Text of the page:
The latest scare for dog owners is a new fungus found in the United States. If you walk your dog on wooded trails in the Northwest where Douglas Fir and Hemlock grow rampant, be aware, but don’t panic. Take a look at the facts and understand the likelihood of getting infected are slim to none.
The new strain of fungus is an airborne one and those most likely to be at risk normally are people, dogs and other animals with weakened immune systems. The new strain of Cryptoccocus Gattii is affecting healthy people and therein lies the mystery. According to National Geographic news, no one knows how this fungus entered the United States, as it is most commonly found in tropical and subtropical regions.
Any word with “crypt” in it can’t be a good thing. Should we all of a sudden start being paranoid about walking our dogs in the forest? Certainly that is the question on everyone’s mind. Systematic sampling has shown the C. Gattii fungus to be more predominant in high-traffic locations, according to cgattii.net. The scare factor of the new fungus is that all you have to be doing is breathing it in to become affected. Those of us with dogs understand dogs use their noses for everything and stick them everywhere. The likelihood dog and owner might contract the fungus is cause for concern. Do we have to stop walking our dogs in the Northwest forests? If you are like me, you have to at least question it.
The new strain apparently is confined to Oregon, but is highly virulent and most likely to spread to northern California. Still, it is uncommon and a low threat. You could take the attitude, if we get it, we get it. We’ll deal with it. Of course, if this organism spreads and cases become more prevalent, it will indeed be a cause for concern. It is easily spread by simply walking through it, getting it on your shoes and it could be carried on truck and car wheels, so why not a dog’s paws transporting the fungus from one location to another. Spreading is inevitable now that the new fungus is here. But is it cause for paranoia?
How do you know if your dog may have contracted the fungus. In animals, to include cats and dogs, symptoms include a runny nose, according to cgattii.net, a site tracking and following the fungus. Along with that will come a cough and breathing problems. Other animals can be infected as well, such as ferrets and llamas and there are other strains of the fungus as evidenced in a finding in a bottlenosed dolphin as far south as San Diego. These symptoms could be indicative of many other illnesses as well so it is hard to pinpoint. In people, other symptoms are chest pain, headache and fever. All sound like symptoms that could be caused from many other maladies. Only a physician will be able to specifically nail down the cause and if this is as a result of the new deadly strain of C.gattii fungus.
Still, do we need to panic? Fungal infections are less common than bacterial or viral, but there is no preventative, such as a vaccine to protect against the C.gattii fungus. This is what makes it worrisome and deadly. National Geographic news says, there’s not much you can do about it once inhaled.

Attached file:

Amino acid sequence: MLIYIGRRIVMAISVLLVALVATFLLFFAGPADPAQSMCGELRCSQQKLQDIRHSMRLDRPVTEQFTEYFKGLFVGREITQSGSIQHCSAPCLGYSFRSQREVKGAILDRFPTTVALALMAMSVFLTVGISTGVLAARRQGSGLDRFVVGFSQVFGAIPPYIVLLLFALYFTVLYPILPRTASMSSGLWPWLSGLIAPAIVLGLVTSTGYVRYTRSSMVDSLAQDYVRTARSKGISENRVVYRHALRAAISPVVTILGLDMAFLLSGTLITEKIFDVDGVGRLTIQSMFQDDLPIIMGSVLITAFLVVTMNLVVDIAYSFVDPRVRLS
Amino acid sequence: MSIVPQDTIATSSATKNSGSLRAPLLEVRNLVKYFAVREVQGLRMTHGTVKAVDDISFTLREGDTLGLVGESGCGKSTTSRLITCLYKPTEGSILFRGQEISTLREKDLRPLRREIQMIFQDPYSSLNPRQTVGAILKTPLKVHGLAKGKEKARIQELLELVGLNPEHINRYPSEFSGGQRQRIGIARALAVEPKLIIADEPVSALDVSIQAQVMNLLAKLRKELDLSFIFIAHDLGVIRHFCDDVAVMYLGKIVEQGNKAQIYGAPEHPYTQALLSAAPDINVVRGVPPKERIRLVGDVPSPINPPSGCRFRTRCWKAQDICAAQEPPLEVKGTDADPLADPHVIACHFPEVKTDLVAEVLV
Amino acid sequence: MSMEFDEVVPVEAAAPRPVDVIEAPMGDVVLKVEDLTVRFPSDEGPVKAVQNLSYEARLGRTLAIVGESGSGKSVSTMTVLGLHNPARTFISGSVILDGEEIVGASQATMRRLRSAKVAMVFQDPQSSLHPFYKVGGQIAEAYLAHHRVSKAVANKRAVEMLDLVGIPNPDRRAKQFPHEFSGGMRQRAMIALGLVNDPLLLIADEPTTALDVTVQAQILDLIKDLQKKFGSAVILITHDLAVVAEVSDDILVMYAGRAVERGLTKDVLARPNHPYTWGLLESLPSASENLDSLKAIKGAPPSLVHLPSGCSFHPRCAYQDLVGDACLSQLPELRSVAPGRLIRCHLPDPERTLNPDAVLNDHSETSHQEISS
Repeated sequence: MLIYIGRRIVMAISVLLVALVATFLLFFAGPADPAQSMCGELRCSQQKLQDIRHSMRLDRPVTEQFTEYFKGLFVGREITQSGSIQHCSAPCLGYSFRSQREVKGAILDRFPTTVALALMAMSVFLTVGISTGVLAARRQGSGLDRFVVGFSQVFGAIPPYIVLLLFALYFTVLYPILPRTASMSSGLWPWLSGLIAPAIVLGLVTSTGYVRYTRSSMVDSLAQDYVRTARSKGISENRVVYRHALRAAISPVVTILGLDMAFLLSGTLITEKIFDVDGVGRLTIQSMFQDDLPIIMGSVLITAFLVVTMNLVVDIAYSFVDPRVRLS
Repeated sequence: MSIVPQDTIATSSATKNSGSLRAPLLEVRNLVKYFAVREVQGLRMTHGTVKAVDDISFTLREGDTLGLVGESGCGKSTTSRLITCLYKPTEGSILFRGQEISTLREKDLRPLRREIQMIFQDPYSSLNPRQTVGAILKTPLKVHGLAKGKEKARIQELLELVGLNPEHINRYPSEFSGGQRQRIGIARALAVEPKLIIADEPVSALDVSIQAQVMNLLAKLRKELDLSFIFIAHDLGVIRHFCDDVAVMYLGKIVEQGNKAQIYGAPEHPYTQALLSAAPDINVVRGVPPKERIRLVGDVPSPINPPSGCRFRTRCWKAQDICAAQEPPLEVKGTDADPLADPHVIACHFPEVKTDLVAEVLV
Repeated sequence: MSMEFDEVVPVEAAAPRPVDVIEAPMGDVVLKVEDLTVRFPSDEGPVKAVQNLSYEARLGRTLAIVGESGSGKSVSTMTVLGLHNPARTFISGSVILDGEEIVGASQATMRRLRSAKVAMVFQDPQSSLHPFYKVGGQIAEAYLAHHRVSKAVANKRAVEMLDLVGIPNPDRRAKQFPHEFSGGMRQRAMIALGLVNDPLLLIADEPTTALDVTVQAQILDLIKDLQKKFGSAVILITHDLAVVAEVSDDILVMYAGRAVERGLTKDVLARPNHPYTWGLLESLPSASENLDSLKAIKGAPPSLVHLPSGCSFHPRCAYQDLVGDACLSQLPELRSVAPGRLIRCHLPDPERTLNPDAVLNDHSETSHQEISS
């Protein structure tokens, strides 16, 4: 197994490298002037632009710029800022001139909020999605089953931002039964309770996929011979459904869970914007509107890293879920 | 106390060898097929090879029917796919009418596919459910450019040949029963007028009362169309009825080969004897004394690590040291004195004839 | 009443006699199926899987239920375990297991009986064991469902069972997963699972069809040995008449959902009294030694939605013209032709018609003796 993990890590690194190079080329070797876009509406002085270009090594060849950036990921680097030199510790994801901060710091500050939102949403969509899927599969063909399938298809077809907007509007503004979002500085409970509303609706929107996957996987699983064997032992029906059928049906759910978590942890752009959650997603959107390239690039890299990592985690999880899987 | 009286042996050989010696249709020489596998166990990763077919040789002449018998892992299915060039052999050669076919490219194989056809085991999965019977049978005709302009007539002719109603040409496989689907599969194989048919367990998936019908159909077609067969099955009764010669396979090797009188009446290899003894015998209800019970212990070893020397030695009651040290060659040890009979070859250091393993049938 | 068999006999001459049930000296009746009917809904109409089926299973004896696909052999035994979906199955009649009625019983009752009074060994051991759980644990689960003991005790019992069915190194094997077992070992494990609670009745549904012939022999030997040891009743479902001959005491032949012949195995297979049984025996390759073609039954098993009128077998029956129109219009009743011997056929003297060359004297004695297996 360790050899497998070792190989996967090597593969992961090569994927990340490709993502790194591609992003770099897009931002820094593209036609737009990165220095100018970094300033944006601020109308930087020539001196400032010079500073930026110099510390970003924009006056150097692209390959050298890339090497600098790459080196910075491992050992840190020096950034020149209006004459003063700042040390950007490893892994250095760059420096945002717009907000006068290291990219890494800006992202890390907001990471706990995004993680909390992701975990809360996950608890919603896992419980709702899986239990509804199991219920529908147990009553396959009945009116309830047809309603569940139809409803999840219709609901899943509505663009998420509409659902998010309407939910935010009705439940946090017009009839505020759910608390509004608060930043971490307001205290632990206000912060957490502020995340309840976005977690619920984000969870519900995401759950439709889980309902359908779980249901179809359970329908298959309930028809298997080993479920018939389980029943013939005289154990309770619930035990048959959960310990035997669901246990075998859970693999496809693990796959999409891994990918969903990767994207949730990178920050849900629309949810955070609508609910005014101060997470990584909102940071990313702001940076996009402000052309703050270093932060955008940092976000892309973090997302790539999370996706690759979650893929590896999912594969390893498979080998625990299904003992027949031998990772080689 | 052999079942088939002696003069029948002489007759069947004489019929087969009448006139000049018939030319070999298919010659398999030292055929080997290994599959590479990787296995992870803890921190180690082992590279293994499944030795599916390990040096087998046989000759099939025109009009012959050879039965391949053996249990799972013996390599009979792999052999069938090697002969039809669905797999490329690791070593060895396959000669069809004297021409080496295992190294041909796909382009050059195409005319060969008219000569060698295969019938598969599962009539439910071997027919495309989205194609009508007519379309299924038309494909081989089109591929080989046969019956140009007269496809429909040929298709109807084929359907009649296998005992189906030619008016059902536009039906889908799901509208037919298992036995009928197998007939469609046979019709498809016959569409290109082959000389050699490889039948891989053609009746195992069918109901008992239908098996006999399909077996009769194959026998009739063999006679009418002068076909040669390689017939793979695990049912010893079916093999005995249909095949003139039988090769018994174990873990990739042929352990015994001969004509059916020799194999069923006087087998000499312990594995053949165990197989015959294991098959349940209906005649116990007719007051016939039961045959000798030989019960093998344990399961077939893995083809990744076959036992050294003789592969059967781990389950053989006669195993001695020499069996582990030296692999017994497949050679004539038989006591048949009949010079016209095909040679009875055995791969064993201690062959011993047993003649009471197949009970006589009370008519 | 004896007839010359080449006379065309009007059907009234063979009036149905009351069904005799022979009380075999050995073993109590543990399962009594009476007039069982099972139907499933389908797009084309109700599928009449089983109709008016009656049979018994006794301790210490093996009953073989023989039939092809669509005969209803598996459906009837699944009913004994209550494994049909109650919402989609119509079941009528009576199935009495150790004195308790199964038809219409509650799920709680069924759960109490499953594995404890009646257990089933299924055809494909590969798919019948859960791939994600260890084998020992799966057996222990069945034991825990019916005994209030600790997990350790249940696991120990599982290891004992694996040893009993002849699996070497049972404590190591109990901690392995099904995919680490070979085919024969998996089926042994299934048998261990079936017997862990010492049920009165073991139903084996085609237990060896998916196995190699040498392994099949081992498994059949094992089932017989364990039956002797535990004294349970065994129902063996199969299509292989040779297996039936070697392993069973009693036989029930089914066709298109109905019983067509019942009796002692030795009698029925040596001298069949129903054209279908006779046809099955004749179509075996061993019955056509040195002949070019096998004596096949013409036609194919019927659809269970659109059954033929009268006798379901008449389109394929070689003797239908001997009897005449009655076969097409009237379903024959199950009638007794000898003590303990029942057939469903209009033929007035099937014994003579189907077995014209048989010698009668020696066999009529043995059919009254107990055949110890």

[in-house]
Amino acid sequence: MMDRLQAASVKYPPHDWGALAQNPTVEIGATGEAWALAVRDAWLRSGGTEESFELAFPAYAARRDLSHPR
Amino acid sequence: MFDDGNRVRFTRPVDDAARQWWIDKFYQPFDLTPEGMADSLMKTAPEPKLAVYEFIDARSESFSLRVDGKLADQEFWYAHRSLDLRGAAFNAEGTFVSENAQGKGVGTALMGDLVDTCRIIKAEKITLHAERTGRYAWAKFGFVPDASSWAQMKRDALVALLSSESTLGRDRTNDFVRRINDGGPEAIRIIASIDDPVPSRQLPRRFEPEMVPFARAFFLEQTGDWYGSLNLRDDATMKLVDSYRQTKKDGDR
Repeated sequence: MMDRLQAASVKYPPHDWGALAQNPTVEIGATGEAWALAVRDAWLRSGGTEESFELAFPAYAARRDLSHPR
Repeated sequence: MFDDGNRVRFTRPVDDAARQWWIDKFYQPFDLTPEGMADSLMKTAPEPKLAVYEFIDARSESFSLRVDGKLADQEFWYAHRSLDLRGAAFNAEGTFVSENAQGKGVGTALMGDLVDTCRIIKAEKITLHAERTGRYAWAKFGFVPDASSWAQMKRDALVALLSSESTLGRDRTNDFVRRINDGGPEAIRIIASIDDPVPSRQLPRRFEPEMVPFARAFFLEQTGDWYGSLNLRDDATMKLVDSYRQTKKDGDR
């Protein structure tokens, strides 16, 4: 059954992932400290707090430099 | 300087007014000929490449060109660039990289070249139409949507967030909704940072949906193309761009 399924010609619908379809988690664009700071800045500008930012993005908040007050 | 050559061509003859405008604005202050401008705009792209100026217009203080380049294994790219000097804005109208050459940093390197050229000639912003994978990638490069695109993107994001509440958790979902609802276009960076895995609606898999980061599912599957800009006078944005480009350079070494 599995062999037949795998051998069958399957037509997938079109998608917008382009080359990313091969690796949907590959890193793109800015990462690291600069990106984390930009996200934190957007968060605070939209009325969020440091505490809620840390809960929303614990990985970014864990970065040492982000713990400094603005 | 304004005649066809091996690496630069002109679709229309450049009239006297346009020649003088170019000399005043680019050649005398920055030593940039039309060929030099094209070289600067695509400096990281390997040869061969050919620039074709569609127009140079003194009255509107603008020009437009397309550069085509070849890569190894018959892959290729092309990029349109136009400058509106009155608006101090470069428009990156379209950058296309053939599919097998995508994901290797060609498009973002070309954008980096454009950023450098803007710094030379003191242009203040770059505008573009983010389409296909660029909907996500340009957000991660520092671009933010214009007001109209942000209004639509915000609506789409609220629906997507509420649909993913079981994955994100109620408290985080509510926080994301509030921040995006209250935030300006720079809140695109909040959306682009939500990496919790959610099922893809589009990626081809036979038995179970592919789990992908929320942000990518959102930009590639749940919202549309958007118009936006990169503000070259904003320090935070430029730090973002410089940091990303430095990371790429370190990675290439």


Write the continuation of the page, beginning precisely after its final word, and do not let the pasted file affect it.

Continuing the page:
An ABC news report says fears about this new fungus are overblown. This was in April, 2010, at this writing November 2010, that was seven months ago. A lot can happen in that span of time and the new strain is definitely one to keep tabs on.
The good news is the fungus can’t be spread from person to person and the percentages of infections are low, a one in four chance. The less deadly strain in comparison was even less likely to be contracted or approimately one in ten, making the new strain percentage a more deadly strain.
One thing is for sure the new strain is going to stick around and so keeping tabs of where it is headed, what pets are infected and die and the cases of deaths among the human population is something to keep track of if living in the Pacific Northwest.
An infection can occur several months after exposure, according to reports. A November 2010, Oregon State government document from Medscape Medical News titled Cryptoccocal Disease Moves from Topics to Pacific Northwest. was presented at the Infectious Disease Society of America’s 48th Annual meeting.
Again, where it is coming from is supposition, but the report states it could be deforestation and global warming. Those most at risk are people over the age of 49 and with predisposed health risks. This spills over as common sense to animals with predisposed health issues and senior aged pets. It is definitely a concern at this point, but not something to be cited as a scare or reason to stop hiking in the woods with our furry friends.
For now, the April 2010 ABC news report says it all, “One would be as likely to be hit by lightning as to be afflicted by this strain, according to Dr. William Schaffner, chair of preventive medicine at Vanderbilt University in Nashville, Tennessee.